When consumers have less money to spend, they either gravitate towards budget brands or choose brands that give the perception of more “bang for their buck.” This explains why sub-premium beer brand sales are soaring at the moment and that some beer consumers are substituting for spirits. But there’s a flip side to this equation. Consumers that have solid wages and tend to live in higher tax brackets are still partying like it’s 2019. They aren’t phased by recessions and tend to actually purchase more premium brands, more often. This reinforces the fact that the 2022 craft beer consumer profile is a tale of two incomes – each at the opposite end of the economic spectrum.
Another factor that will impact consumer spending is the number of new brands in various alcohol categories that will enter the market by the end of the year. FMBs and RTDs are having their “Not Your Father’s Rootbeer” moment in the sun right now and craft beer brands would be wise to note that since consumers are seeking more value in their beverage choices and are so fickle about variety these days, it’s a distinct possibility that FMBs and RTDs will eat your lunch for quite some time. On August 4th, Brewbound reported that the latest figures from Jefferies showed that spirit-based seltzers had reached 9.1% of the TBA category with brands like High Noon and Diageo’s Ranch Water leading the charge.
In addition, consumers are drinking at home more often in order to save a little bit more money, so expect to see the Off-Premise sector remain solid until unemployment recedes. There are signs that On-Premise sales are recovering, with rises in check totals and frequency of diners/drinkers on the up, like in this report from Neilsen CGA (August 2022). But operators should realize that things are improving over zero from 2020, so that cute little line chart that shows increasing sales in the On-Premise sector is like being the valedictorian during summer school. All jokes aside, the industry should acknowledge the gains, but it’s a relative data point in the overall big picture.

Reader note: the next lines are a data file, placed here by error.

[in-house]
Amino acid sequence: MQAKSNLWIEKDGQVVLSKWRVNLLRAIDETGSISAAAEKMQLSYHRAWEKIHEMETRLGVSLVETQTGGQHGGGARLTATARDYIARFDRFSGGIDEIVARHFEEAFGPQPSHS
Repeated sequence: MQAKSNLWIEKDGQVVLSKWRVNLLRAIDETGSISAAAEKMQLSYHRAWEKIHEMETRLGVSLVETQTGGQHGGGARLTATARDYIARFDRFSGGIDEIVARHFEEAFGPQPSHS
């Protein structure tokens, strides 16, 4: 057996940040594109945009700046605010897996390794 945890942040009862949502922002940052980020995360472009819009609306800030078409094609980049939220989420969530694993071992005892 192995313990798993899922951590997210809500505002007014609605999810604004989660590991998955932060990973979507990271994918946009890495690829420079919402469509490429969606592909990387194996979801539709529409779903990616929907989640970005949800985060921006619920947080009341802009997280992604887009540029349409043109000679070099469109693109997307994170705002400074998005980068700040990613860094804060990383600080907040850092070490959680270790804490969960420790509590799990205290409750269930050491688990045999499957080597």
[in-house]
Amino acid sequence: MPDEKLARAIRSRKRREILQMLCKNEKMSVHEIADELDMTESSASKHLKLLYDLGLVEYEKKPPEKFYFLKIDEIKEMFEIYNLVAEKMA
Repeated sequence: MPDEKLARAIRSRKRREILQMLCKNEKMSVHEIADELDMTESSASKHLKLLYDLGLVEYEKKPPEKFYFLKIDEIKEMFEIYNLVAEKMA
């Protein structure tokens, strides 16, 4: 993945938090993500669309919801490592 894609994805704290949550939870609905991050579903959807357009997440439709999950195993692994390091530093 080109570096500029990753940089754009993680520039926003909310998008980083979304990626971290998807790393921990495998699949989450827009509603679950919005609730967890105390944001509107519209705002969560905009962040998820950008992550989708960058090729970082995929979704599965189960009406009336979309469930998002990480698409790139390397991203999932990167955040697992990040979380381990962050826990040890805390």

To offer up suggestions of expectations for the remainder of 2022 and beyond is about as clear as that Hazy IPA that you just bought last weekend, but there are some current industry trends that can be utilized to ride out the recessionary storm. Since On-Premise sales are continuing to rise, brands should seek to leverage the success of the craft sector in bars, restaurants, and other in-person venues. Sales reps might not see the large volume outputs of pre-2020 within each outlet, but if they are smart about incremental distribution gains, their overall sales levels should see a boost. RTDs don’t pose as much of a threat in the On-Premise, so craft beer brands will continue to thrive in this market environment. Since Off-Premise sales are poised to stay stable or even increase in the months ahead, craft beer brands need to reinforce their territory in retail outlets like liquor stores, specialty grocery, and convenience stores. Large grocery chains are becoming increasingly difficult to work with to secure brand authorizations and with progressive legislation on the rise that could alter RTD taxation and the addition of various beverage formats to grocery store shelves, and chain stores posing new challenges for many craft beer suppliers. Smaller package store outlet sales can be drastically improved with efforts in brand differentiation, store demos, and market activations.
So does this mean suppliers should start brewing sub-premium beers or cranking out big ABV special releases for higher-end market outlets? No, not necessarily, because the US economy is cyclical and innovation is not always fast, but what craft beer folks can do is leverage their most profitable offerings in ways that cater to our current market conditions. And do yourself a favor, start brushing up on economic policy and industry regulation. Big picture-wise, just because craft beer isn’t corporate or mainstream doesn’t mean you get to skip out on evaluating economic factors that will impact your sales. For those craft brands that are seeking a competitive advantage, monitoring US economic conditions should be as commonplace as CIPing your brewhouse.